What it means for your recovery: Lethargy might translate into temptation to take something that will “perk” us up.
Feeling sluggish and tired is no fun, especially if you have kids to run after and/or a job to keep up with. It’s important to be aware that this is something to expect at this point in our cycle so that we can step up our self-care habits like, exercising, getting good rest, taking vitamins, etc.
Week Three: Pending Ovulation (-aka- Feelin’ Fine)
What’s happening: Estrogen levels begin to build again causing an increase in sex drive.
This increase in hormonal activity that supports ovulation could translate into heightened senses, such as smell, and taste as well as with clearer thinking and increased coordination. In fact, many women report that they feel their best at this time of their cycle, both physically and mentally.
However, Dr. Danzier points out that “right around ovulation is also the time when many women experience acne breakouts, or single pimples, usually recurring in the same area.”
What it means for your recovery: Feeling clear-headed and also maybe self-conscious – due to acne – can be triggers to use.
Those of us in recovery always hear it: be careful to not get too overconfident. The mental clarity that we experience during this week could have us thinking that we know it all and that we’re safe. But, addiction is insidious; it talks to us in our own voice. So, no matter how “with-it” or “on-top-of-things” you feel, be careful not to shirk your program.
Week Four: Post-Ovulation (-aka- Ugh. Just Ugh.)
guys with PMS be like
What’s happening: An imbalance of estrogen and progesterone, which can affect serotonin levels (one of the feel-good hormones).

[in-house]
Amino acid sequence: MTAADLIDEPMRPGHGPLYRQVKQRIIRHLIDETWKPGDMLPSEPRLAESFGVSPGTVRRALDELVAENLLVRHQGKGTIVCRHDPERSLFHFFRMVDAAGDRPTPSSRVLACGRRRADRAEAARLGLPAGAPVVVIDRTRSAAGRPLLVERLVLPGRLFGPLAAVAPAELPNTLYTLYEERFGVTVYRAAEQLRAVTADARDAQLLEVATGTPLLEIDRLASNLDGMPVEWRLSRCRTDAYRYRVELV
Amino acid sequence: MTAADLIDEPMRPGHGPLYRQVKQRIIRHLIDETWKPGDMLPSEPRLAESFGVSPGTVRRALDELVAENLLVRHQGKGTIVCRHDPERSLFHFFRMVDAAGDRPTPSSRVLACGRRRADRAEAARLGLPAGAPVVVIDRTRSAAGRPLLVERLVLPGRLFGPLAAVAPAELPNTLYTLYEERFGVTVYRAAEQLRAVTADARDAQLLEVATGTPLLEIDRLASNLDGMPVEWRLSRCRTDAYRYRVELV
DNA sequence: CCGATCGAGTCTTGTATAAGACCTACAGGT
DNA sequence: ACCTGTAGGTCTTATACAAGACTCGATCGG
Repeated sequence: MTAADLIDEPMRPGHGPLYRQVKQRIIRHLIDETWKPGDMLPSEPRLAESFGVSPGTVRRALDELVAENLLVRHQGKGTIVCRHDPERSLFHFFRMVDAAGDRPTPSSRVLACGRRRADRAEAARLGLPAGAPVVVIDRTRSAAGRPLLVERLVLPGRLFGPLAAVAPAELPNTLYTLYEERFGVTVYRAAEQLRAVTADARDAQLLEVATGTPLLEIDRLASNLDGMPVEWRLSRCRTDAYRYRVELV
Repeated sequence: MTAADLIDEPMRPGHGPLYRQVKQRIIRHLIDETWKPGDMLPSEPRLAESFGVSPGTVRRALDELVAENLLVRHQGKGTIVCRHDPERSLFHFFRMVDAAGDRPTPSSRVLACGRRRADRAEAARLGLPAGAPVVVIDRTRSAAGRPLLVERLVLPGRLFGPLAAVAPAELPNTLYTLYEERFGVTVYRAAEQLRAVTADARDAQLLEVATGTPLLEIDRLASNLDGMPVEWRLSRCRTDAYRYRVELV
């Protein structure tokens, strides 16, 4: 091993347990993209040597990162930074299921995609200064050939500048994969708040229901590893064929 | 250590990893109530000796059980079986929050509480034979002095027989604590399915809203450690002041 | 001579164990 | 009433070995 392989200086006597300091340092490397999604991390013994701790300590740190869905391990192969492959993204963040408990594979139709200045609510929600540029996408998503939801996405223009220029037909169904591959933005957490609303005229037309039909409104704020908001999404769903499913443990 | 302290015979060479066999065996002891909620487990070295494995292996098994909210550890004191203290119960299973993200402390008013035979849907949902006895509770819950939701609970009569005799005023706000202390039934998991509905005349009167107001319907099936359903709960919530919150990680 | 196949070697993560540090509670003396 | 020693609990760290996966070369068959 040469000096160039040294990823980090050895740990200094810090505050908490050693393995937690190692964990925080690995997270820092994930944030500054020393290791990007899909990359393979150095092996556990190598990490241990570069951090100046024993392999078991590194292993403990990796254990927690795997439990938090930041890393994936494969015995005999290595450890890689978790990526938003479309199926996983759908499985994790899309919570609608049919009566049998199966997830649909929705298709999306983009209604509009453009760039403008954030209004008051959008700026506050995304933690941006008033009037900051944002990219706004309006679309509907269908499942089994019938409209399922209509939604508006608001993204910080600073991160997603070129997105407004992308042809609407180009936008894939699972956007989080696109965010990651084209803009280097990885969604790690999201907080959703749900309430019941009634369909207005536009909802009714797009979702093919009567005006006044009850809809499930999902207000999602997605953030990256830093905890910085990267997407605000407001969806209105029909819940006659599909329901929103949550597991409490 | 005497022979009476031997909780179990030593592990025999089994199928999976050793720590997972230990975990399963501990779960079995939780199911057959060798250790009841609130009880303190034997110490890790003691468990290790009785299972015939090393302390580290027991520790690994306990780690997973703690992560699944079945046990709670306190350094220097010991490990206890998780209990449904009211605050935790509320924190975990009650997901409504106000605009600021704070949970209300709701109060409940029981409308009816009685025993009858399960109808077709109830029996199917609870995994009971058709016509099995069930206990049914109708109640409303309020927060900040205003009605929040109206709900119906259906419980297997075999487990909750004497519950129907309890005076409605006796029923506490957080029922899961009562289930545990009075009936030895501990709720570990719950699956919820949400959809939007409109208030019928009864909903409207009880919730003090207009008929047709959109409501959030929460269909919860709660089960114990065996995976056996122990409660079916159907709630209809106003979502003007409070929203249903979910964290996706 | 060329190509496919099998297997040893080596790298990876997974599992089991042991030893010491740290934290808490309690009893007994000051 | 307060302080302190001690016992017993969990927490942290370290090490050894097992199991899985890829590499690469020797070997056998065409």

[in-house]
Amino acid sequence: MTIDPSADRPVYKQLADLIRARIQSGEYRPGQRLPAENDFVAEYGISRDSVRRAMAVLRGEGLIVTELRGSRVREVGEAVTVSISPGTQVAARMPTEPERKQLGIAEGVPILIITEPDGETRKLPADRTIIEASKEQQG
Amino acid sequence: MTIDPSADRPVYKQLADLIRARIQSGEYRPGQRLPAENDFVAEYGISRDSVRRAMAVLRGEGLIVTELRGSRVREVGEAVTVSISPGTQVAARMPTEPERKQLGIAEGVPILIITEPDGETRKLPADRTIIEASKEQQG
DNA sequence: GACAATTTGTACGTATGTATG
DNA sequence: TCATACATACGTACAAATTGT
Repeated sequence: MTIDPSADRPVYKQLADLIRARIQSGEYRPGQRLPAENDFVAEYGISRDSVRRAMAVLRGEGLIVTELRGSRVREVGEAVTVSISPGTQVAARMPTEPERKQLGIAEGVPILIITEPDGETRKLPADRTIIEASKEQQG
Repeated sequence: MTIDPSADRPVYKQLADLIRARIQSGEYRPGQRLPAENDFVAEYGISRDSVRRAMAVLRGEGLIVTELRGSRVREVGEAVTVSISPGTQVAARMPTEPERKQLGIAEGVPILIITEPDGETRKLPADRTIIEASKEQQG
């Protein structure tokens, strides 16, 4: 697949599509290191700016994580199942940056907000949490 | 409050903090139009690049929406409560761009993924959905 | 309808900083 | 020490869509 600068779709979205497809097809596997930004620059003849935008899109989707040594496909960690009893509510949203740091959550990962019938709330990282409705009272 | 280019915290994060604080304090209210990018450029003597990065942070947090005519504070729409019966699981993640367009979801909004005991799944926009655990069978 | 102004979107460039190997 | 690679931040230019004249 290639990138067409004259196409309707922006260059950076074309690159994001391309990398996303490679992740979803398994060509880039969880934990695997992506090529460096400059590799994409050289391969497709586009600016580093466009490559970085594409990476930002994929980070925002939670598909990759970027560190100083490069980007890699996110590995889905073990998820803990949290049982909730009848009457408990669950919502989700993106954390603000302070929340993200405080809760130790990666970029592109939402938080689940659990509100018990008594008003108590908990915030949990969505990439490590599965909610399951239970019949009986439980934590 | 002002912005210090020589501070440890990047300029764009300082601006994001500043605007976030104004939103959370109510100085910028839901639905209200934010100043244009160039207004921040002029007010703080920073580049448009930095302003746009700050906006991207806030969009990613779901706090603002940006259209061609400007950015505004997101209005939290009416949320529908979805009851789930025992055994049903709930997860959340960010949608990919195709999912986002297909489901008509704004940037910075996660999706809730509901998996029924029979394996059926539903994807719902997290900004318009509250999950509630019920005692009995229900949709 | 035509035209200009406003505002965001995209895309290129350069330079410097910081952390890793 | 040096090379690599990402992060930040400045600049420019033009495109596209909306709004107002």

This is the full-blown PMS phase. Think: bloating, slight fever, anxiety, depression, irritability and mood swings. On top of all this, our hormones are reacting with our brain chemistry, which can produce strange and vivid dreams. This is also the point in our cycle where we experience strong cravings – often for carbs and sugary foods – in response to our depleted serotonin levels.
What it means for your recovery: Feeling icky might have us reaching for a quick-and-easy fix.
With our hormones out-of-whack and our serotonin at its lowest, we might start thinking crazy thoughts like, “what can I take to make myself feel better?” It’s essential to be self-aware by knowing what to expect as well as knowing healthy ways to cope when this week hits (and it will…every month). There are homeopathic remedies, heating pads (I use two: one for my cramps and one for my lower back because I get pain through and through), as well as talking to sober supports and even professionals if this is a particularly difficult time for you.
Remember: there is no excuse to use and we now have our ability back to choose. Therefore, if you do use, it’s a choice you are making. If you or someone you love is struggling with substance abuse or addiction, please call toll-free 1-800-777-9588.